Aspiring young chefs would do well to heed the important lessons that Fast Food Panic inadvertently delivers like a swift smack upside the head. If you don't know how to cook the meals you're asked to prepare or how to properly wield the tools needed to do so, you're bound to produce more than a few steaming plates full of burnt, awful-tasting rubbish. Even after you complete some quick tutorials, struggling with the confusing and imprecise controls during the first few minutes behind the grill in Fast Food Panic feels like trying to wrestle a greased ox--not something you want to be doing when you've got a dining room full of hungry customers. And just when you've finally tamed that beast, the game viciously pulls the rug out from under you with a few other unpleasant surprises.
Fast Food Panic aims to tap into the same foodie gaming audience that typically flocks to titles like Cooking Mama and Order Up. Though it lacks a substantive storyline, the game stars a nameless male and female chef duo seeking to kick off a new restaurant and skyrocket their culinary careers. You start out with a meager eatery that expands to larger digs as you progress through the early stages of the game. Successfully beefing up your restaurant eventually culminates in a globe-trotting trek to serve meals to fussy foreigners in distant countries. Much of the gameplay is a high-speed juggling act that has you balancing your attention between slaving over the hot grill to whip up some tasty grub and trying to placate grumbling customers armed with short fuses and picky tastes.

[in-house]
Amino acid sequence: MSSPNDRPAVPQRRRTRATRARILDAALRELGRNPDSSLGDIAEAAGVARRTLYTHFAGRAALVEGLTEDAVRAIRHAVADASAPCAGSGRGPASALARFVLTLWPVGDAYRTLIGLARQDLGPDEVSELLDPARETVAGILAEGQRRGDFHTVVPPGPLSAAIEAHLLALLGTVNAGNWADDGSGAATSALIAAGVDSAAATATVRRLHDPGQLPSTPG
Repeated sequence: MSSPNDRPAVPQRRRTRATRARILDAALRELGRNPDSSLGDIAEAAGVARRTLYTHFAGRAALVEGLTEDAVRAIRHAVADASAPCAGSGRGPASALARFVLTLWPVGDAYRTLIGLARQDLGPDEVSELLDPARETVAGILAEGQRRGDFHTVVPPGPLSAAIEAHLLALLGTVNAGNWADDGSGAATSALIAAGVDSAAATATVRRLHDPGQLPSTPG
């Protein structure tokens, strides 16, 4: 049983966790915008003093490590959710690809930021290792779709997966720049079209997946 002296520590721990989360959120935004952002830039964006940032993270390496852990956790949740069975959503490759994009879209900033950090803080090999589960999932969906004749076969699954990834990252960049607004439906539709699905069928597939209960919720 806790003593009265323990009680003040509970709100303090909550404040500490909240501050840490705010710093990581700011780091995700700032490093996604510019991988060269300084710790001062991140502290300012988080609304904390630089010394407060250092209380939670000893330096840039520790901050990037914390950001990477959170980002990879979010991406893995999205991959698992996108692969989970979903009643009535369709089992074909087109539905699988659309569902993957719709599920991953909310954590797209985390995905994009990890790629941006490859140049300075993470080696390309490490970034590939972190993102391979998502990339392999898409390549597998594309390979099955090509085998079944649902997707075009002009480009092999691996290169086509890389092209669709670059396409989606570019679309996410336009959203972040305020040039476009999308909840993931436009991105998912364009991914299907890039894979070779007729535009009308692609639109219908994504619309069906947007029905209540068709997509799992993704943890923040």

The two main characters graciously split the dining room and kitchen duties. However, you can directly control only one of them at a time, leaving the game's inept artificial intelligence to take over your partner's job. You can switch back and forth between them with a tap of the Z button, but attempting to micromanage all aspects of your operation is a futile task. Despite their stupidity, computer-controlled characters seem to be slightly more proficient at handling the customer service end of things. Stick them in the kitchen, and they'll plod away at a snail's pace, haphazardly slapping together meals that will make your clientele want to puke. It serves you well to stay in the kitchen where the real action is, not only because the AI is a lousy chef but also because other duties like greeting customers, taking orders, and serving food feel more like half-baked afterthoughts than legitimate gameplay options.
Several orders typically come in at once, and you can multitask and hop between dishes you're preparing by flicking the nunchuk's thumbstick. For example, you might throw some burgers and buns on the grill and then switch over to rolling out pizza dough while the burgers cook. Queuing up additional orders simultaneously gives you a bonus score and keeps you from falling too far behind. Sending the food quickly is as important as preparing it correctly, and doing a good job adds to your customer happiness meter. This overall score is tracked by a bar at the top of the screen. If the time meter fills completely before your score meter maxes out, you have to start the level over.